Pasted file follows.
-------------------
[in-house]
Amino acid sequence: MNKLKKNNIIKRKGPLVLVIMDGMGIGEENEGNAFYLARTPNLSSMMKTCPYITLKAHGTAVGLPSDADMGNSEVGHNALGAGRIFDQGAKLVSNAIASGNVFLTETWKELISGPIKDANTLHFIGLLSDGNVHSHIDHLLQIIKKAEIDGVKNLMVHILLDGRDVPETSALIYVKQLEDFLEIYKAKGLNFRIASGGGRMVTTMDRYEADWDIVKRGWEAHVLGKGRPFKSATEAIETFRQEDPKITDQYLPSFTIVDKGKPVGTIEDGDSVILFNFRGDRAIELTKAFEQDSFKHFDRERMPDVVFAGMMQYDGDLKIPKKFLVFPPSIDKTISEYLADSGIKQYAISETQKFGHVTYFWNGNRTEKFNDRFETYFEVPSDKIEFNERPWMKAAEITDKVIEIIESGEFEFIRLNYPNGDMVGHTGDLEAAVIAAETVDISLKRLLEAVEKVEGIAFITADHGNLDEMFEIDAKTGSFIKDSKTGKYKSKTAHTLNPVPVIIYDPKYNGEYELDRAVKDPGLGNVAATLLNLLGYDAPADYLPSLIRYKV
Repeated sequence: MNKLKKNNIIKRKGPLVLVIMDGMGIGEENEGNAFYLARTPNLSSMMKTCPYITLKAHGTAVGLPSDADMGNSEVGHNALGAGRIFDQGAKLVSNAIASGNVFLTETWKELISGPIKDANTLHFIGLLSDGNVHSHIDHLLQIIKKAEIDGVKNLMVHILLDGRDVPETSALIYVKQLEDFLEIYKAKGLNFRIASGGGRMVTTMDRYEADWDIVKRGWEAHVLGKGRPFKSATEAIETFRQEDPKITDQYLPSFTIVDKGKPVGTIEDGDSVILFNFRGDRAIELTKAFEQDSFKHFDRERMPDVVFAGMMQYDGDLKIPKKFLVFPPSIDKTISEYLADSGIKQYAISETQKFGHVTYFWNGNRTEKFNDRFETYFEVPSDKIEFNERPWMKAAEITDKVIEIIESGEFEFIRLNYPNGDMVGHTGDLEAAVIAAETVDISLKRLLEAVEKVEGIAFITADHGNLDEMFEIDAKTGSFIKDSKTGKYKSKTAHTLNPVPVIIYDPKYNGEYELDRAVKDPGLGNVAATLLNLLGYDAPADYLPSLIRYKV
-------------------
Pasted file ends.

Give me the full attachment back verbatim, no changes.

[in-house]
Amino acid sequence: MNKLKKNNIIKRKGPLVLVIMDGMGIGEENEGNAFYLARTPNLSSMMKTCPYITLKAHGTAVGLPSDADMGNSEVGHNALGAGRIFDQGAKLVSNAIASGNVFLTETWKELISGPIKDANTLHFIGLLSDGNVHSHIDHLLQIIKKAEIDGVKNLMVHILLDGRDVPETSALIYVKQLEDFLEIYKAKGLNFRIASGGGRMVTTMDRYEADWDIVKRGWEAHVLGKGRPFKSATEAIETFRQEDPKITDQYLPSFTIVDKGKPVGTIEDGDSVILFNFRGDRAIELTKAFEQDSFKHFDRERMPDVVFAGMMQYDGDLKIPKKFLVFPPSIDKTISEYLADSGIKQYAISETQKFGHVTYFWNGNRTEKFNDRFETYFEVPSDKIEFNERPWMKAAEITDKVIEIIESGEFEFIRLNYPNGDMVGHTGDLEAAVIAAETVDISLKRLLEAVEKVEGIAFITADHGNLDEMFEIDAKTGSFIKDSKTGKYKSKTAHTLNPVPVIIYDPKYNGEYELDRAVKDPGLGNVAATLLNLLGYDAPADYLPSLIRYKV
Repeated sequence: MNKLKKNNIIKRKGPLVLVIMDGMGIGEENEGNAFYLARTPNLSSMMKTCPYITLKAHGTAVGLPSDADMGNSEVGHNALGAGRIFDQGAKLVSNAIASGNVFLTETWKELISGPIKDANTLHFIGLLSDGNVHSHIDHLLQIIKKAEIDGVKNLMVHILLDGRDVPETSALIYVKQLEDFLEIYKAKGLNFRIASGGGRMVTTMDRYEADWDIVKRGWEAHVLGKGRPFKSATEAIETFRQEDPKITDQYLPSFTIVDKGKPVGTIEDGDSVILFNFRGDRAIELTKAFEQDSFKHFDRERMPDVVFAGMMQYDGDLKIPKKFLVFPPSIDKTISEYLADSGIKQYAISETQKFGHVTYFWNGNRTEKFNDRFETYFEVPSDKIEFNERPWMKAAEITDKVIEIIESGEFEFIRLNYPNGDMVGHTGDLEAAVIAAETVDISLKRLLEAVEKVEGIAFITADHGNLDEMFEIDAKTGSFIKDSKTGKYKSKTAHTLNPVPVIIYDPKYNGEYELDRAVKDPGLGNVAATLLNLLGYDAPADYLPSLIRYKV